5. Should I take money out of my IRA? Individual Retirement Accounts, or IRAs, help people save for retirement on a tax deferred basis or offering tax free growth. There are two main types of IRAs; traditional or Roth. Traditional can be broken down into deductible or non-deductible retirement accounts. Generally, once you reach age 59 ½, you can take penalty-free withdrawals from your traditional or Roth IRA. However, distributions from traditional IRAs are still taxable in many circumstances. Taking money out of your IRA before age 59 ½ will result in penalties. Talk to your investment accountant regarding the balance and tax treatments of your investment accounts before making any transactions. With a traditional IRA, once you turn 70 ½, you will be forced to take the balance out over your life expectancy. The same may apply to a 401(k) or other retirement accounts, but not Roth IRAs.
  6. When should I start saving for retirement? Start to save for retirement as early as possible. You’ll want to create a properly allocated and diversified portfolio which allows for a steady income stream during retirement. Make sure your plan promotes growth and addresses healthcare and long-term care expenses. Diversify in the stock market, income-producing investments, and alternative investments such as real estate. It’s a good idea to speak to a financial adviser who can guide you in decision making. Remember, avoid touching retirement funds as it may impact your ability to retire when you’re ready.
  7. Is health insurance a necessity? Having adequate health insurance is extremely important. Do you have an employer sponsored plan that you can buy into or keep during retirement? Or, is it possible for you to enroll in your spouse’s employer-sponsored plan? In many cases, these options are cheaper than purchasing health insurance on your own. Medicare is a government-run program that provides medical care for most people over age 65. It is a good idea to supplement Medicare with an additional health insurance policy. People who retire early will need to fill in the gap. Those ineligible for Medicare due to conditions such as having a FICA-exempt job, also need to buy insurance on their own. Be sure to shop around for the best prices on the private market.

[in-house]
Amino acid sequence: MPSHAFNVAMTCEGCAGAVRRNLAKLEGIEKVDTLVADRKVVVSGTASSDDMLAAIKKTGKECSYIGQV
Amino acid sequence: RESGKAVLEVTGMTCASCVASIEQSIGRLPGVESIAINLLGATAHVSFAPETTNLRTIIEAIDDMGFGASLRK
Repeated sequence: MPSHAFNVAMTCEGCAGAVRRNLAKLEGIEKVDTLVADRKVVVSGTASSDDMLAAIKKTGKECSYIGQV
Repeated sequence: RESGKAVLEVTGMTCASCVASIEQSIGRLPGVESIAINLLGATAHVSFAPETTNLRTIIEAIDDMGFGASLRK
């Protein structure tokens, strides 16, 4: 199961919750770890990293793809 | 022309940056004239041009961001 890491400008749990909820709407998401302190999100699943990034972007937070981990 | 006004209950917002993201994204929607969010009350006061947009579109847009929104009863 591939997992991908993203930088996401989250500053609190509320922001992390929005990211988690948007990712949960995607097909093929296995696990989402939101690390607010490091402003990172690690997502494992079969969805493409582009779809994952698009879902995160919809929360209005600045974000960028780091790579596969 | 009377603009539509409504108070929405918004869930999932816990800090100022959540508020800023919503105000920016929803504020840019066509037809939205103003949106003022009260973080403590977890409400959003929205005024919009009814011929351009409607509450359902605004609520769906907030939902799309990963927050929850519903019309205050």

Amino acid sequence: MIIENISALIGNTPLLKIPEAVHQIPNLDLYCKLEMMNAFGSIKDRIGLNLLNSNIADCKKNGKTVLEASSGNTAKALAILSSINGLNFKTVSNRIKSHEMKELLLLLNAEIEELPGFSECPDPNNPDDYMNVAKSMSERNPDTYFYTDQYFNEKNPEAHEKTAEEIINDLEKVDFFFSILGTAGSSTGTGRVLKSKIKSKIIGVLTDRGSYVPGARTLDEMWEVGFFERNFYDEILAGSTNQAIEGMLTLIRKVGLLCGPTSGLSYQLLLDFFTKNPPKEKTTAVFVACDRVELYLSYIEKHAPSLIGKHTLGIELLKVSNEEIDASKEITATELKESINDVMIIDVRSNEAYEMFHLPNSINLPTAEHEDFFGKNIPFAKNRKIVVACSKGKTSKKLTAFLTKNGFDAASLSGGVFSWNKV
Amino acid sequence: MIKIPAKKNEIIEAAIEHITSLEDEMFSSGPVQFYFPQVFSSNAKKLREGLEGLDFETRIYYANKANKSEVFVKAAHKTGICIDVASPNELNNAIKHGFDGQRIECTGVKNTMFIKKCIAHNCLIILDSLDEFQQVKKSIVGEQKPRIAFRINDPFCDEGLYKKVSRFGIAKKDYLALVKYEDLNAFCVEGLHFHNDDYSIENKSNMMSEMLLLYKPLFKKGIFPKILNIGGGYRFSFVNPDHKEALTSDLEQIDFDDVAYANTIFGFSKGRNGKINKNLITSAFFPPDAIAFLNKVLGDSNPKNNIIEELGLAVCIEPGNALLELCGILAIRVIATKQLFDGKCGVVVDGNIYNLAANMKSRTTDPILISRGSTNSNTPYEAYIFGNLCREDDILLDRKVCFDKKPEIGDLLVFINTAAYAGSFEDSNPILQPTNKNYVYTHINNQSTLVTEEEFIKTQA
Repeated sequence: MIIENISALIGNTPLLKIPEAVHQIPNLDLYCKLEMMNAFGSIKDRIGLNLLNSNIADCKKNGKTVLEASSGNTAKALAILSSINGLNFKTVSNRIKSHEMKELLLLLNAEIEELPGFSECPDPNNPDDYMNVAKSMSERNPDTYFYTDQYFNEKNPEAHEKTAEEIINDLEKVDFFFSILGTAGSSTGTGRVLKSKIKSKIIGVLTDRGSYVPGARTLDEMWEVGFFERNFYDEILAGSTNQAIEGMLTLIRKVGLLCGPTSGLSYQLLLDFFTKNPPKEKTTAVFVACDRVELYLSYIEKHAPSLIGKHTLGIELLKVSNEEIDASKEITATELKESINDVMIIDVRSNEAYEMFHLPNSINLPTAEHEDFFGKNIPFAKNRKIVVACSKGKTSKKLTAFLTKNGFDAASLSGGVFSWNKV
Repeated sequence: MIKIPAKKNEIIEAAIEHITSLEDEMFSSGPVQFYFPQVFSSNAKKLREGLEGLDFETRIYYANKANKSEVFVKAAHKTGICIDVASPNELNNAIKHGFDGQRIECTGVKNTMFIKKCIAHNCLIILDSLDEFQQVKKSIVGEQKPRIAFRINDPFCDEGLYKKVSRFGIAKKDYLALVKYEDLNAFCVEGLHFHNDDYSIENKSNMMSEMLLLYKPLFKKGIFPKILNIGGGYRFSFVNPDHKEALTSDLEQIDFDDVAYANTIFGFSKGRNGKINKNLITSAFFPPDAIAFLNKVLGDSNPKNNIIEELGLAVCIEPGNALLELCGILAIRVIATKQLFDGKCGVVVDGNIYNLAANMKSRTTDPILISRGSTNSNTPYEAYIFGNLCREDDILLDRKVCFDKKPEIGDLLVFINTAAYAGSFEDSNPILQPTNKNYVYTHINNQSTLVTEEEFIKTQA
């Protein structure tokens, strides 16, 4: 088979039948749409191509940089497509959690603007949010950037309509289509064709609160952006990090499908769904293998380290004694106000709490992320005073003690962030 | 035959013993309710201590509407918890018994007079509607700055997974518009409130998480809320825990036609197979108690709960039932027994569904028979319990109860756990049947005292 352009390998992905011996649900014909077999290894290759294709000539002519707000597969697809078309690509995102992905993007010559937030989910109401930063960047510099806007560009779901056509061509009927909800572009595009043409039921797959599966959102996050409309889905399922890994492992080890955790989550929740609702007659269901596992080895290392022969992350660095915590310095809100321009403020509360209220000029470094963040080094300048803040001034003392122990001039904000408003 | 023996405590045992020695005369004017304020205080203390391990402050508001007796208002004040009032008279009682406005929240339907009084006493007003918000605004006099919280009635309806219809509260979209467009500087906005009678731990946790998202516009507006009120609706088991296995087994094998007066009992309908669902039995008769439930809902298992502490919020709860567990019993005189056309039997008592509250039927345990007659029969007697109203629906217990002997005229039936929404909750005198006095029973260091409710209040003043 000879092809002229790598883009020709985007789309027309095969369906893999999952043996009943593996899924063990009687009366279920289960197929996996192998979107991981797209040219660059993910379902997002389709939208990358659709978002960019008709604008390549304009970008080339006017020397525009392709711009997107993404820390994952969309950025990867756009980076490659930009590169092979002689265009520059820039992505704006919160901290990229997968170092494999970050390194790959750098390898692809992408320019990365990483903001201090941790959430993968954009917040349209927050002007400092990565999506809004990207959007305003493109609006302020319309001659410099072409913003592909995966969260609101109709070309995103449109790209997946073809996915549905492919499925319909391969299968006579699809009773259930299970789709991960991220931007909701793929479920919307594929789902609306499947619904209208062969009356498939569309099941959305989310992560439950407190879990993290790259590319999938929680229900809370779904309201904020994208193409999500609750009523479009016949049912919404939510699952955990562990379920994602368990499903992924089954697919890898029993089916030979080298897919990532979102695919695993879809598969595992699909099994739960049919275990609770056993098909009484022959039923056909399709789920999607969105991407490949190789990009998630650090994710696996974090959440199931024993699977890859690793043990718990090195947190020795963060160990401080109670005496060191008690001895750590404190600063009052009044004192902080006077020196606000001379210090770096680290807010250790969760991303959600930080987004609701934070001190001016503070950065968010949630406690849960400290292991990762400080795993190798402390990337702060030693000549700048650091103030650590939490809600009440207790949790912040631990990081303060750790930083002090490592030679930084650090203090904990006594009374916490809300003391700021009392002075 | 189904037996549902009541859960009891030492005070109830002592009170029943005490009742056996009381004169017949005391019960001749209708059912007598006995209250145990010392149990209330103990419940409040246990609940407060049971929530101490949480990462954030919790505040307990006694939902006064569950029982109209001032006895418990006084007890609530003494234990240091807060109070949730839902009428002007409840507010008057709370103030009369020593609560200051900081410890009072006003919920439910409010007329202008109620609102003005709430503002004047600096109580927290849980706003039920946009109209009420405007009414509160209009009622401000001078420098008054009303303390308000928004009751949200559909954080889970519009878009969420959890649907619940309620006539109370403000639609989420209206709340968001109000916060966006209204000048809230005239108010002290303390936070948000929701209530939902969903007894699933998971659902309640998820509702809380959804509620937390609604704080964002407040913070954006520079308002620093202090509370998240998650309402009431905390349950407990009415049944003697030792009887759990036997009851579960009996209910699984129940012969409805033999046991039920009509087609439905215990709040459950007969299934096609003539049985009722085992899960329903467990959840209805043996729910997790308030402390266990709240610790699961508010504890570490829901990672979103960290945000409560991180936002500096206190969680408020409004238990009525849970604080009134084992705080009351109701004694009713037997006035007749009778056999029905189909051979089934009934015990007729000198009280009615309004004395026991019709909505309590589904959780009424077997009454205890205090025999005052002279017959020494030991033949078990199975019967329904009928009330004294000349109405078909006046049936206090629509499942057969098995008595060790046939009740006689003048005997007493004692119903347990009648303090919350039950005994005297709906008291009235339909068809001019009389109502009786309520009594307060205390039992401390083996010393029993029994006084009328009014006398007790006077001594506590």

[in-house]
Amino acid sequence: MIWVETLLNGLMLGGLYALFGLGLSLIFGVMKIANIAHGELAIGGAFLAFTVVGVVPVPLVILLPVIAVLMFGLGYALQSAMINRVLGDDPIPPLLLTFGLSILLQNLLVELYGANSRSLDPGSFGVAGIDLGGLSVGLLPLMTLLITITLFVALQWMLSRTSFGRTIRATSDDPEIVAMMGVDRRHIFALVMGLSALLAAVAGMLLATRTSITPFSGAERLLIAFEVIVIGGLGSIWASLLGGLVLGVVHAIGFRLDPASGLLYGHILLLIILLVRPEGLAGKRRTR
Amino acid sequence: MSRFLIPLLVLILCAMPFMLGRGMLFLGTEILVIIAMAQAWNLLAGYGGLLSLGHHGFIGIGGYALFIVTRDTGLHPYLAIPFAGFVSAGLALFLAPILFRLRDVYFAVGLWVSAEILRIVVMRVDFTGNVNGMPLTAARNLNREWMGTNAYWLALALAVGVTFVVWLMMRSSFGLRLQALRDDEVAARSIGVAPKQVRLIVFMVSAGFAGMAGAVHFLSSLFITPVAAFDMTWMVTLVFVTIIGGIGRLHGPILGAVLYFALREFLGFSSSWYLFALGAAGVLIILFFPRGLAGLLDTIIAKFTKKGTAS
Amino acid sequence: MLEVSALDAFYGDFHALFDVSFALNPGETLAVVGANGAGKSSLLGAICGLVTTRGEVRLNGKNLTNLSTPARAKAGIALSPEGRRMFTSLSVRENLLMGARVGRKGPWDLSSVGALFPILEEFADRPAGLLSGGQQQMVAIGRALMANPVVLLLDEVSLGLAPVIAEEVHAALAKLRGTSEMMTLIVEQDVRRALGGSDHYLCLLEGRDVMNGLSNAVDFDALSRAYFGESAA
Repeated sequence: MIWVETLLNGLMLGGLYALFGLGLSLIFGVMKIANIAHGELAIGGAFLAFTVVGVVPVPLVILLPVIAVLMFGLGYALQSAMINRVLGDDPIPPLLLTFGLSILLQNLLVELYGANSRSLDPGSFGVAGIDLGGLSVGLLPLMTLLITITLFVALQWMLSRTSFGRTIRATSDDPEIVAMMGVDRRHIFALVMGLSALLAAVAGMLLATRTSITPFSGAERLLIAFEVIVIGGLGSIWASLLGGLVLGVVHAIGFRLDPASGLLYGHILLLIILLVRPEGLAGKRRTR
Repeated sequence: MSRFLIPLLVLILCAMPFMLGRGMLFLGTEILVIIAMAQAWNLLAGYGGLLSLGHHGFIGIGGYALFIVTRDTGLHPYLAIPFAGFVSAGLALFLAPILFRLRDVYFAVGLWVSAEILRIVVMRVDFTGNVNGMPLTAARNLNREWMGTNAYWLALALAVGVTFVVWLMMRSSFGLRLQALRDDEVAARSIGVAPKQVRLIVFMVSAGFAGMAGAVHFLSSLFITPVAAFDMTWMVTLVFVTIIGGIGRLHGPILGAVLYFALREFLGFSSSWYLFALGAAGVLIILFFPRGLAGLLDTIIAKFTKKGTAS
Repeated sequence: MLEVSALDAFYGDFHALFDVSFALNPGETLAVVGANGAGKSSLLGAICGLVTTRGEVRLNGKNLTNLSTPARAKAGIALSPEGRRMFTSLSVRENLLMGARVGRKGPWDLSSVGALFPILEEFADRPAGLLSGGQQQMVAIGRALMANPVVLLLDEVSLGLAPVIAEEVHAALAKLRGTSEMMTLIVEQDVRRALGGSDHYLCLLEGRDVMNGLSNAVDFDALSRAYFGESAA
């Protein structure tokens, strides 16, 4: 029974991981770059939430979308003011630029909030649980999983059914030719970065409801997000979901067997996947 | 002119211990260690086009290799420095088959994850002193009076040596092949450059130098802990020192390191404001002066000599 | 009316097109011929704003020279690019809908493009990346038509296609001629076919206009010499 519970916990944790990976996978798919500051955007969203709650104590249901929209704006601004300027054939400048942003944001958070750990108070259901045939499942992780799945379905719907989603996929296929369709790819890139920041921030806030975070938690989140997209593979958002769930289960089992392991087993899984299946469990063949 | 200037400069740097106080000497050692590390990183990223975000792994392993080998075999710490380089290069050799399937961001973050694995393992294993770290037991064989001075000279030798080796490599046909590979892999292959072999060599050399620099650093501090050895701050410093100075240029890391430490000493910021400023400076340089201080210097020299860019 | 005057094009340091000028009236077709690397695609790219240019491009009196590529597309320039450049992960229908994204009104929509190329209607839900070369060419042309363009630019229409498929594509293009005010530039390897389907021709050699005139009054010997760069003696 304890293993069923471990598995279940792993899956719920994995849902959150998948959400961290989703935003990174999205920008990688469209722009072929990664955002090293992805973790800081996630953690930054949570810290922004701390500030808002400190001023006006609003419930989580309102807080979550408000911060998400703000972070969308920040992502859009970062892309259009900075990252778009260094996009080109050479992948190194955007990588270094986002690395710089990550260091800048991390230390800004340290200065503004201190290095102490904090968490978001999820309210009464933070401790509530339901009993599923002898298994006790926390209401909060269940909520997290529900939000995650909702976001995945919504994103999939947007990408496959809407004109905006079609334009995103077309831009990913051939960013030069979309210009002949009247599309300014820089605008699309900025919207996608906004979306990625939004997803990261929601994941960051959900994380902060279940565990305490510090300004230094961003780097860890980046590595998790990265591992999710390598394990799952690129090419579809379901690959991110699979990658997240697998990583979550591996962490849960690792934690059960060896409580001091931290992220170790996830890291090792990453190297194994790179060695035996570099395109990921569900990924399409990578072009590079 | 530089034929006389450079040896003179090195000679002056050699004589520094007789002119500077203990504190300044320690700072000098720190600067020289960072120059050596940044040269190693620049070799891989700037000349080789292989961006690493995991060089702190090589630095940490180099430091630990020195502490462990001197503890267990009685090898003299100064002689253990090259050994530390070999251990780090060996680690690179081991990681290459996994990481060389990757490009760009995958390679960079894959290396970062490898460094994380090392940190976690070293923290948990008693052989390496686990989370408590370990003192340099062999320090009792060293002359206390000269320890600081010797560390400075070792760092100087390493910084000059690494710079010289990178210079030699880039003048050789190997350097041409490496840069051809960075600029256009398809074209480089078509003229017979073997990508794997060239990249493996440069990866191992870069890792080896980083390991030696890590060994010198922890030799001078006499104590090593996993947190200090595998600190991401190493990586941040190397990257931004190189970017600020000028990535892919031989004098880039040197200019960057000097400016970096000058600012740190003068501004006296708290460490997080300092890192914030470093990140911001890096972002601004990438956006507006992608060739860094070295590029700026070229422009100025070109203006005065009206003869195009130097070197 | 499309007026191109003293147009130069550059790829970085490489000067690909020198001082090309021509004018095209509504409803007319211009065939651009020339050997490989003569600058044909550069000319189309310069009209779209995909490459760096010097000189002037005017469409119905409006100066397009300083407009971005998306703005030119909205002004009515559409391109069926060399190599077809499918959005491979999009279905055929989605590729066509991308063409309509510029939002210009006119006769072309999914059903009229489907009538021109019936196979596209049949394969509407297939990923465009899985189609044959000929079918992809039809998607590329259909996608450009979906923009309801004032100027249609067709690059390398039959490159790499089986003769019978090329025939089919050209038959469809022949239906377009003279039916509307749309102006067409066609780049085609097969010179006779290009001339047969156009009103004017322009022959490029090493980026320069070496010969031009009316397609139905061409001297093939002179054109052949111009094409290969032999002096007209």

8. Should I plan for assisted living? Proper retirement preparations should include planning for assisted living. Since people are living longer, it’s likely that there may come a day when an elderly person is unable to live on his or her own. There are many ways to pay for senior care, such as income and savings, Veteran’s benefits, home equity, reverse mortgage, life insurance policies, long-term care insurance, and family support. Long-term care insurance, LTC or LTCI, is an insurance product that helps pay for the cost of long-term care. It is designed to help you cover the costs of a nursing home or other skilled care as you age. Like most insurance policies, one must consider purchasing it before it is needed. Otherwise, the policies may be unavailable or costly once it is determined that you need protection.

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Dan W.
4 years ago

Under Item 7 regarding health insurance after retirement, beware of employer retiree medical coverage after age 65.

Many employer medical plans for post-65 retirees first carve out what Medicare pays before they kick in. If Medicare pays more than the employer retiree plan would have paid, then the employer plan pays nothing.

Post-65 retirees need to confirm this with their former employer during the initial open enrollment period for Medicare. If their employer’s post-65 retiree plan is a carve-out plan, then the retiree should check the market for a traditional Medicare Supp. (Medigap) plan during their initial Medicare open enrollment period. If a retiree waits until after their original Medicare open enrollment period expires, they may have to provide Evidence of Insurability in order to buy a Medicare Supp. (Medigap) plan.